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Engaging the Surveillance System: Cognitive, Emotional, and Physiological Responses to Inappropriate Leader Displays
Unformatted Document Text:  Leader Displays 20 .057, ε 2 = .06 , and presidential display intensity, F(1,37) = 5.44, p = .025, ε 2 = .10, on self-reported dominance. As news image and presidential display intensity decreases from high to low levels, participants report feeling more dominant, or in control, emotionally. Figure 7. Main Effects of Self-Reported Emotion 3 3.5 4 4.5 5 5.5 + News - News Low Int. News High Int. News + Reaction - Reaction Low Int. Reac. High Int. Reac. Valence Arousal Dominance Hypothesis 4 predicted that recognition memory for verbal information in the presidential reaction segments would be better for appropriate displays than inappropriate displays. Figure 8 shows a near-significant news image intensity by display valence interaction for recognition accuracy, F(1, 40) = 3.09, p = .086. Regardless of whether the news images shown were low or high in intensity, positive expressive displays resulted in consistently lower memory than negative displays. Subjects were least able to correctly answer questions about verbal information contained in the positive display segments that followed intense news images (29% correct). When the presidential displays were negative, just the opposite effect occurred: recognition memory drastically improved,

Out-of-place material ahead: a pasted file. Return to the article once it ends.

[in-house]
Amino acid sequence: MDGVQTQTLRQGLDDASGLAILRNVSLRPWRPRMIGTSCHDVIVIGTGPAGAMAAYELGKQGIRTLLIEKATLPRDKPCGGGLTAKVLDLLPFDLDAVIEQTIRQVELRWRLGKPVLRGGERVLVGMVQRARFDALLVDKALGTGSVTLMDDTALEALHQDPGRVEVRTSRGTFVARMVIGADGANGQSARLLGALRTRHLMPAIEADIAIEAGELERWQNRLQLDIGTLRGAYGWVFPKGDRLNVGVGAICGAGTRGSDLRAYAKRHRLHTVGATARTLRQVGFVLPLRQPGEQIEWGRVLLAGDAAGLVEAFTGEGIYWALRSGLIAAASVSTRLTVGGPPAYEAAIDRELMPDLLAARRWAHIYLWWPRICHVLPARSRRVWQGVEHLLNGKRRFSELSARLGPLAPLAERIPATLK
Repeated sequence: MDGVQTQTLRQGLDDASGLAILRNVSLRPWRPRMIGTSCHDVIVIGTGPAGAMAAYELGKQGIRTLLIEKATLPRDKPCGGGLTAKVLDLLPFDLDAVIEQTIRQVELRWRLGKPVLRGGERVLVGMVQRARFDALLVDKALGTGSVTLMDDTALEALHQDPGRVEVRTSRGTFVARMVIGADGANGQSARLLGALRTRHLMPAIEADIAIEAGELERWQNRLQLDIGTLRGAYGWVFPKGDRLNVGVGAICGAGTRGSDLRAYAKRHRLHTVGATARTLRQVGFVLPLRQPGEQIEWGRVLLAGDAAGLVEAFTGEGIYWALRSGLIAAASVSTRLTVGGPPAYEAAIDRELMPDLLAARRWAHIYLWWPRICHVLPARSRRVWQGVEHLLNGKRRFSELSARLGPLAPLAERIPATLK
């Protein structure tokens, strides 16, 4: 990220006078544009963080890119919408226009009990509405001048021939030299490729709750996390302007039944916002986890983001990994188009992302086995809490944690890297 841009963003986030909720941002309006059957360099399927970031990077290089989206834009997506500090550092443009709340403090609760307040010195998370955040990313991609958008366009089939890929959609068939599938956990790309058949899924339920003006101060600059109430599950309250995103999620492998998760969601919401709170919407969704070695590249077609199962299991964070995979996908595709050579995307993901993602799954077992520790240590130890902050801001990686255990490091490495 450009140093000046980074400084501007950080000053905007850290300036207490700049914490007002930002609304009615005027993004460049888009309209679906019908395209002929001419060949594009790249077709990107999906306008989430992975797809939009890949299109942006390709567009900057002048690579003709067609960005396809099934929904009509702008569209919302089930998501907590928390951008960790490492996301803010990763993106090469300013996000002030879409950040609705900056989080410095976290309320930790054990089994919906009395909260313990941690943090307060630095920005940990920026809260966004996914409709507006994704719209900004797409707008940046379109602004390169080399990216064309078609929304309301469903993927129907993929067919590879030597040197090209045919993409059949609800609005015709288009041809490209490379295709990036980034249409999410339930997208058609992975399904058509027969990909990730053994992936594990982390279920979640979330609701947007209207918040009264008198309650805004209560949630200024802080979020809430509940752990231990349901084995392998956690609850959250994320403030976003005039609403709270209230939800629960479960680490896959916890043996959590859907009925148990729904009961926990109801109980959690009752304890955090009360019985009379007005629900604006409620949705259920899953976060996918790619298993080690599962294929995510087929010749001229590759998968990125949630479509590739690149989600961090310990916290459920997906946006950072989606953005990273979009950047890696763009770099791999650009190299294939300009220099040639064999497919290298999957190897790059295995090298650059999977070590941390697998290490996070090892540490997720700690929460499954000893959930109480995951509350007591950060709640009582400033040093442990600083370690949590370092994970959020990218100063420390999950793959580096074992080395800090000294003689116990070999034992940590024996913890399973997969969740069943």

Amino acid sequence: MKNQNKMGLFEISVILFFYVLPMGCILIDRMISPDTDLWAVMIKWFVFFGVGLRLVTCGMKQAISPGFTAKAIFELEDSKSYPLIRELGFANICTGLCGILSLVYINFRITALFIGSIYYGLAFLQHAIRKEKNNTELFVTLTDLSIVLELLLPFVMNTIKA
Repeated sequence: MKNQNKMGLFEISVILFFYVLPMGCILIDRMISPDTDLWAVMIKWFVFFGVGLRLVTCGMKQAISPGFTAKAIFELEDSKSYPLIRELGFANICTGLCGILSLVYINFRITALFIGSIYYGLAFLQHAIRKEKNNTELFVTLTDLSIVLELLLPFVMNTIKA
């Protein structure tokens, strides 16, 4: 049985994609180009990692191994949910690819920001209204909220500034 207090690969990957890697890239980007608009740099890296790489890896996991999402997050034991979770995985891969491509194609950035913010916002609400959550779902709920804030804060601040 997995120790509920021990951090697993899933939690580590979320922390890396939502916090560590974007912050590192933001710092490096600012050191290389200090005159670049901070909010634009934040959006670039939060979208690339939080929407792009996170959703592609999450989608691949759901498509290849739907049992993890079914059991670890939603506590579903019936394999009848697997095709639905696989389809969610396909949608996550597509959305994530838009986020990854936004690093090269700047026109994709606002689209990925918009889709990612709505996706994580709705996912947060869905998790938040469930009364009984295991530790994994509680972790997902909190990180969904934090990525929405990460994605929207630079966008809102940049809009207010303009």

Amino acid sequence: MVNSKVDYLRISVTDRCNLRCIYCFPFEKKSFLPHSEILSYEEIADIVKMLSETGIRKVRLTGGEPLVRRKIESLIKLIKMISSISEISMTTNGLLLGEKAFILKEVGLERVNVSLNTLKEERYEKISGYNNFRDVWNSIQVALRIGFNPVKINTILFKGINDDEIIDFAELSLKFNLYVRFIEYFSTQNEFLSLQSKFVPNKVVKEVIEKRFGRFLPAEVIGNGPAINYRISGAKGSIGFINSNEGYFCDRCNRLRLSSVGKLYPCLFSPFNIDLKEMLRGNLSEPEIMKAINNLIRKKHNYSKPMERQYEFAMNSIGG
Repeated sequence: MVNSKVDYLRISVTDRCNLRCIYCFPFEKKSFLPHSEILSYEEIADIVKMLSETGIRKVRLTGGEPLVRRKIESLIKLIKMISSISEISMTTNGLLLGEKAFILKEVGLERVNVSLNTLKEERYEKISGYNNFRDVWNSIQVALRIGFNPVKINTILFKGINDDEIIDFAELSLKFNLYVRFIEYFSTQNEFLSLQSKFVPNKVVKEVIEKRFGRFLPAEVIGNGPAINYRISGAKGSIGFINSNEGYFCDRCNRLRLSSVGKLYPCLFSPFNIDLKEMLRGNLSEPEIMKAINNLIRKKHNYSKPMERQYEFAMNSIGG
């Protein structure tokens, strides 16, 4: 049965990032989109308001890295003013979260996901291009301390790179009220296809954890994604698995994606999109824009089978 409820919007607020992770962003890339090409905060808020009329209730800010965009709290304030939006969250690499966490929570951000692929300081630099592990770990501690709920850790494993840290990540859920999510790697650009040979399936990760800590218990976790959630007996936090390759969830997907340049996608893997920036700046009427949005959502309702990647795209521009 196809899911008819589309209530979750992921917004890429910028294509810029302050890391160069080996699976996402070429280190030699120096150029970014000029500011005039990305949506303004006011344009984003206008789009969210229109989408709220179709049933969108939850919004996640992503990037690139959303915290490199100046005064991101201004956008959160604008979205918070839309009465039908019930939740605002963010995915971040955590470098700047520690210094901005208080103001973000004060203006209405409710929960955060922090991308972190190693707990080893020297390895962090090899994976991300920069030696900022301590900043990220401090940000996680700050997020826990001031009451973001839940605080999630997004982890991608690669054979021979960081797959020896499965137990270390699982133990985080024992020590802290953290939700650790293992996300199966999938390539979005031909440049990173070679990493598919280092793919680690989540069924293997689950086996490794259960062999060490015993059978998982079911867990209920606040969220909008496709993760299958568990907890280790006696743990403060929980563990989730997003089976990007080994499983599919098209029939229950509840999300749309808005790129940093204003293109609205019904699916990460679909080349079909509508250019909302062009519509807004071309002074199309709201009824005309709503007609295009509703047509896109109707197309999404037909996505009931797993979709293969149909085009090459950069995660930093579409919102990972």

Authors: Bucy, Erik. and Bradley, Samuel.
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background image
Leader Displays 20
.057,
ε
2
= .06 , and presidential display intensity, F(1,37) = 5.44, p = .025,
ε
2
= .10, on
self-reported dominance. As news image and presidential display intensity decreases
from high to low levels, participants report feeling more dominant, or in control,
emotionally.
Figure 7. Main Effects of Self-Reported Emotion
3
3.5
4
4.5
5
5.5
+ News
- News
Low Int.
News
High Int.
News
+
Reaction
- Reaction Low Int.
Reac.
High Int.
Reac.
Valence
Arousal
Dominance
Hypothesis 4 predicted that recognition memory for verbal information in the
presidential reaction segments would be better for appropriate displays than inappropriate
displays. Figure 8 shows a near-significant news image intensity by display valence
interaction for recognition accuracy, F(1, 40) = 3.09, p = .086. Regardless of whether the
news images shown were low or high in intensity, positive expressive displays resulted in
consistently lower memory than negative displays. Subjects were least able to correctly
answer questions about verbal information contained in the positive display segments that
followed intense news images (29% correct). When the presidential displays were
negative, just the opposite effect occurred: recognition memory drastically improved,


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